Quality and Affordable Health Care
"Like most Vermonters, I believe affordable access to quality health care is a fundamental right of all Americans. My work on this critical issue – in Vermont and now in Congress – has long been guided by three principles: everyone must be covered, everyone must contribute based upon his or her ability to pay, and coverage need not be related to employment. I will continue to push for comprehensive reform of our health care system to achieve quality, affordable care for all Vermonters and all Americans. And I will continue to bring Vermont’s values and successes in improving health care to the national stage."
Spotlight on Health Care
In November 2009, the House passed historic health care reform legislation. As a member of the Energy and Commerce Committee, Rep. Welch incorporated several Vermont ideas into the legislation. Rep. Welch helped author a provision of the bill to create a pilot program that promotes Accountable Care Organizations (ACOs), which rewards the quality and efficiency of care, rather than the volume and intensity of services. Building on these important reforms is necessary to reduce the rate at which health care costs are growing. He also successfully worked to allow young people through the age of 26 to remain on their parents’ health plans, and repeal the health insurance industry’s exemption from anti-trust regulations.
Today, Rep. Welch is continuing to fight to reduce health care costs, improve the quality of services, and increase access. He currently leads bills in the House that would expand the use of telehealth services, provide crucial support for rural health care providers, and reduce the cost of prescription drugs by requiring the federal government to negotiate prescription drug prices with pharmaceutical companies.
More on Quality and Affordable Health Care
WASHINGTON, D.C. – This week, the House passed legislation introduced by Rep. Peter Welch (D-Vt.) that closes a loophole in the federal Medicaid program exploited by drug companies to minimize drug discounts required for participation in the program.
The Democratic takeover of the House is giving new life to efforts to fight high drug prices with bipartisan action, a worrying prospect for the pharmaceutical industry.
It’s a top priority for House Democrats, who now have powers to press the issue and put the drug industry on the hot seat. It’s also an issue where Democrats believe there is potential to reach a deal with President Trump.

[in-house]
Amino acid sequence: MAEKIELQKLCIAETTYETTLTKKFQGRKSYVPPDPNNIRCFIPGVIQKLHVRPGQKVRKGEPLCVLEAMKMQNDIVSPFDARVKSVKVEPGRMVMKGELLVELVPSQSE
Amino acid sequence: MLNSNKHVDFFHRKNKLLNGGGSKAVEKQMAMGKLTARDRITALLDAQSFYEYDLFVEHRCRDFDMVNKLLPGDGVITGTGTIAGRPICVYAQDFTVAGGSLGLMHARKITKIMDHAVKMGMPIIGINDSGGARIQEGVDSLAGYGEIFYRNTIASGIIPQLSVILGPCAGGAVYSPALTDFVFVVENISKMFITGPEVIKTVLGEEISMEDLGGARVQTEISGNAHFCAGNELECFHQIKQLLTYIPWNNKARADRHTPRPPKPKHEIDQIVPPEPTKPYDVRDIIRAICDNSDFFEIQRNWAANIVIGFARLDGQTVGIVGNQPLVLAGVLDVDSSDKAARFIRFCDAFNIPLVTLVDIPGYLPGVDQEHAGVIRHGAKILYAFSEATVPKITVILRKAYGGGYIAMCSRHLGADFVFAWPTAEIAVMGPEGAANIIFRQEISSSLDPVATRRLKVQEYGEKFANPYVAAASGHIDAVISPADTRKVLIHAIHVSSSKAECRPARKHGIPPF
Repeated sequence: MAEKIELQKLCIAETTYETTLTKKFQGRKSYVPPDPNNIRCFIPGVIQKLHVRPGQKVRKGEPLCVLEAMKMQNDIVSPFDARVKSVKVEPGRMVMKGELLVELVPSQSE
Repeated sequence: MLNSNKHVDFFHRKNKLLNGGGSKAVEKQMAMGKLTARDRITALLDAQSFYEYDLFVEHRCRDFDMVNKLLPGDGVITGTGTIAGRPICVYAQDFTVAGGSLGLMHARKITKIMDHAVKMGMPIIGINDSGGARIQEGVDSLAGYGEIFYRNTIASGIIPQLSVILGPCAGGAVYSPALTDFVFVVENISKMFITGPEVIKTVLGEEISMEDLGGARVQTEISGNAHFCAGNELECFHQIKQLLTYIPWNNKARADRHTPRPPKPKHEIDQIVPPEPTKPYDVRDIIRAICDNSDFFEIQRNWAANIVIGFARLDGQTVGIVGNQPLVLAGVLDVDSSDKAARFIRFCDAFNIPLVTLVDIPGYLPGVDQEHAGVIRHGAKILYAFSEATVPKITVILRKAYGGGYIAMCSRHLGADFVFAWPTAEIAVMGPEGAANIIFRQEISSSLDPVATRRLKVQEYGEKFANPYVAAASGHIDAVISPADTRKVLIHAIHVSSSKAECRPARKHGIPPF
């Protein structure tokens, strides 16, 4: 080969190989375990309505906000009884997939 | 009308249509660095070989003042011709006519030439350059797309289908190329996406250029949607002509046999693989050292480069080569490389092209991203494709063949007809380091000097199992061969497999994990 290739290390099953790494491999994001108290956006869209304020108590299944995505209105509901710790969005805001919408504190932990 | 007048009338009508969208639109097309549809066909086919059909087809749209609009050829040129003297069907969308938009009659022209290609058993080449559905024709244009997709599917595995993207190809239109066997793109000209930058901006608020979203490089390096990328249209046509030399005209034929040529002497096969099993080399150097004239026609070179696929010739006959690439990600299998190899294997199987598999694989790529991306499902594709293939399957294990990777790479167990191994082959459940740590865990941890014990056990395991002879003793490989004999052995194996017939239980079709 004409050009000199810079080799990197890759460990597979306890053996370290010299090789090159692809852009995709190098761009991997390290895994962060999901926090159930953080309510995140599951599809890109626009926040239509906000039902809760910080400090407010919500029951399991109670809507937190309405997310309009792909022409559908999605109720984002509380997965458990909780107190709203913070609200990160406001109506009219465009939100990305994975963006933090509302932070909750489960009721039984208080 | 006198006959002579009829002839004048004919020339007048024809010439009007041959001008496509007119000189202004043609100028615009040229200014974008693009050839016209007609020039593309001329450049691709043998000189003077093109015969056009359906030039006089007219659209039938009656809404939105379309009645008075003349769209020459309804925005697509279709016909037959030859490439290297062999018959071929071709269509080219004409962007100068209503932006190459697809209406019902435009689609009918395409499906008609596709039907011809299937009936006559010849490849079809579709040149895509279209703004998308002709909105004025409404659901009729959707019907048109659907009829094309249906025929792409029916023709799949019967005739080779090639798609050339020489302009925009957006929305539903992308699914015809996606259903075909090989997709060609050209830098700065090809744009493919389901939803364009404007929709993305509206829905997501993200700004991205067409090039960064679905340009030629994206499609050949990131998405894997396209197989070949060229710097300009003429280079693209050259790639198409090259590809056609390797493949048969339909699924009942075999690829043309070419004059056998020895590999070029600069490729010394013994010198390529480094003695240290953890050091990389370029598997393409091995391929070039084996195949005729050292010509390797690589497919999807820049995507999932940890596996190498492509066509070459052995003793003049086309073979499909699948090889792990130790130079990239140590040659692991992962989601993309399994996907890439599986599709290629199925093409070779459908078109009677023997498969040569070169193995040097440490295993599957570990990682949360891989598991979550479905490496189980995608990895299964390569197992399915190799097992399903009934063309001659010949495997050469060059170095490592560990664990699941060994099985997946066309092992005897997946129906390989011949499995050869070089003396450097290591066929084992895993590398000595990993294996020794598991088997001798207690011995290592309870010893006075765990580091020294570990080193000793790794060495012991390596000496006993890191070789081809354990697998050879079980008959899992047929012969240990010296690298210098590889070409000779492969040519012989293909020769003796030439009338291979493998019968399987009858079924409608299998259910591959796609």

Democrats celebrating their new-but-narrow control House majority are confronting a hard decision: Whether to work with the Trump administration – and the GOP-led Senate – to lower drug costs.
Rep. Peter Welch (D-Vt.), a lead sponsor of legislation in the House to mandate Medicare price negotiation, issued the following statement in reaction to President Trump’s announcement this afternoon on prescription drug pricing:
President Trump proposed on Thursday that Medicare pay for certain prescription drugs based on the prices paid in other advanced industrial countries — a huge change that could save money for the government and for millions of Medicare beneficiaries.
As part of a demonstration project covering half the country, Medicare would establish an “international pricing index” and use it as a benchmark in deciding how much to pay for drugs covered by Part B of Medicare.
WASHINGTON – In a White House ceremony this afternoon, President Trump signed into law a bipartisan package of opioid legislation, including four bills co-authored by Rep. Peter Welch (D-Vt.). While supporting the package, Welch decried the lack of a more comprehensive approach to combatting the opioid public health epidemic ravaging communities in Vermont and across the country.
Washington, DC – This afternoon, President Trump signed into law legislation co-authored by Rep. Peter Welch (D-Vt.) that eliminates so-called “gag rules” imposed on pharmacists that prevent them from steering their customers to the lowest cost option when filling a prescription.
Rep. Peter Welch said he's optimistic that his bipartisan bill that expands the authority of state Medicaid Fraud Units will soon be passed by Congress — and Vermont officials say the bill will give them greater ability to investigate a wide range of fraud cases.
Under current law, state Medicaid Fraud Control Units are allowed to investigate alleged cases of fraud and abuse only if the incident took place in a health care facility.
MONTPELIER, Vt. – Today at the Vermont State House, Rep. Peter Welch (D-Vt.) unveiled his bipartisan legislation to combat Medicaid fraud and abuse and protect those served by the program from being exploited by fraudulent actors. The bill is expected to be approved by a key House committee this week and move quickly to the House floor for final approval.
Joining Welch at the press conference were Vermont Attorney General T.J. Donovan and Secretary of Human Services Al Gobeille.
Rep. Peter Welch, D-Vt., talked about health care, minimum wage and the struggles of working people during a town hall meeting Monday at Rutland Regional Medical Center.
Welch, who said he was “home for August” from Washington D.C., did almost all the talking. There were very few comments or questions from the audience of about 40, even though Welch repeatedly stopped to solicit questions. At one point, the congressman drew laughter when he asked if there were “any comments about any tweets.”